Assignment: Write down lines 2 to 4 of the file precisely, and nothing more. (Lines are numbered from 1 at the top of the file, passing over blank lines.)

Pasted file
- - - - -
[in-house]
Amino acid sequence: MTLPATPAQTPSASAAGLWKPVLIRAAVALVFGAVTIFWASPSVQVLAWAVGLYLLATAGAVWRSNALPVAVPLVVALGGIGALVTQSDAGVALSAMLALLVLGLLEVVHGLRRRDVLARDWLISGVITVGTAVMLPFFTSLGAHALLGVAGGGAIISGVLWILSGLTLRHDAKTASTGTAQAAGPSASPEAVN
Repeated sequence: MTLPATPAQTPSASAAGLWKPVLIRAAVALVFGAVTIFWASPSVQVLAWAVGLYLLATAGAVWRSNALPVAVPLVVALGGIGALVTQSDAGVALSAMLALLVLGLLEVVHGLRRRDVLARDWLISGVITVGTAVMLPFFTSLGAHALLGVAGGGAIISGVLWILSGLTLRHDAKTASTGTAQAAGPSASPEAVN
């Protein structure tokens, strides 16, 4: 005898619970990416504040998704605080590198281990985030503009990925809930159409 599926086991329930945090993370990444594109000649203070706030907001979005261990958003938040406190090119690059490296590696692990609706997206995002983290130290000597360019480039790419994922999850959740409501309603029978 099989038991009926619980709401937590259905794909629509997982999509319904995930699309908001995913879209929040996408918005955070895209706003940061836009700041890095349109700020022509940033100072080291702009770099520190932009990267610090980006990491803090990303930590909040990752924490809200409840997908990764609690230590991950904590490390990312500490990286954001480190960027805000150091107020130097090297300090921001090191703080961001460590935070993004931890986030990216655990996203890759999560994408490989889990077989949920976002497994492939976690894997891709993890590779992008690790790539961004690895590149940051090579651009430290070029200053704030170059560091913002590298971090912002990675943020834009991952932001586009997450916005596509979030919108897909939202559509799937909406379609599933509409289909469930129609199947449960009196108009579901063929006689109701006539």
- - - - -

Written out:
Amino acid sequence: MTLPATPAQTPSASAAGLWKPVLIRAAVALVFGAVTIFWASPSVQVLAWAVGLYLLATAGAVWRSNALPVAVPLVVALGGIGALVTQSDAGVALSAMLALLVLGLLEVVHGLRRRDVLARDWLISGVITVGTAVMLPFFTSLGAHALLGVAGGGAIISGVLWILSGLTLRHDAKTASTGTAQAAGPSASPEAVN
Repeated sequence: MTLPATPAQTPSASAAGLWKPVLIRAAVALVFGAVTIFWASPSVQVLAWAVGLYLLATAGAVWRSNALPVAVPLVVALGGIGALVTQSDAGVALSAMLALLVLGLLEVVHGLRRRDVLARDWLISGVITVGTAVMLPFFTSLGAHALLGVAGGGAIISGVLWILSGLTLRHDAKTASTGTAQAAGPSASPEAVN
């Protein structure tokens, strides 16, 4: 005898619970990416504040998704605080590198281990985030503009990925809930159409 599926086991329930945090993370990444594109000649203070706030907001979005261990958003938040406190090119690059490296590696692990609706997206995002983290130290000597360019480039790419994922999850959740409501309603029978 099989038991009926619980709401937590259905794909629509997982999509319904995930699309908001995913879209929040996408918005955070895209706003940061836009700041890095349109700020022509940033100072080291702009770099520190932009990267610090980006990491803090990303930590909040990752924490809200409840997908990764609690230590991950904590490390990312500490990286954001480190960027805000150091107020130097090297300090921001090191703080961001460590935070993004931890986030990216655990996203890759999560994408490989889990077989949920976002497994492939976690894997891709993890590779992008690790790539961004690895590149940051090579651009430290070029200053704030170059560091913002590298971090912002990675943020834009991952932001586009997450916005596509979030919108897909939202559509799937909406379609599933509409289909469930129609199947449960009196108009579901063929006689109701006539």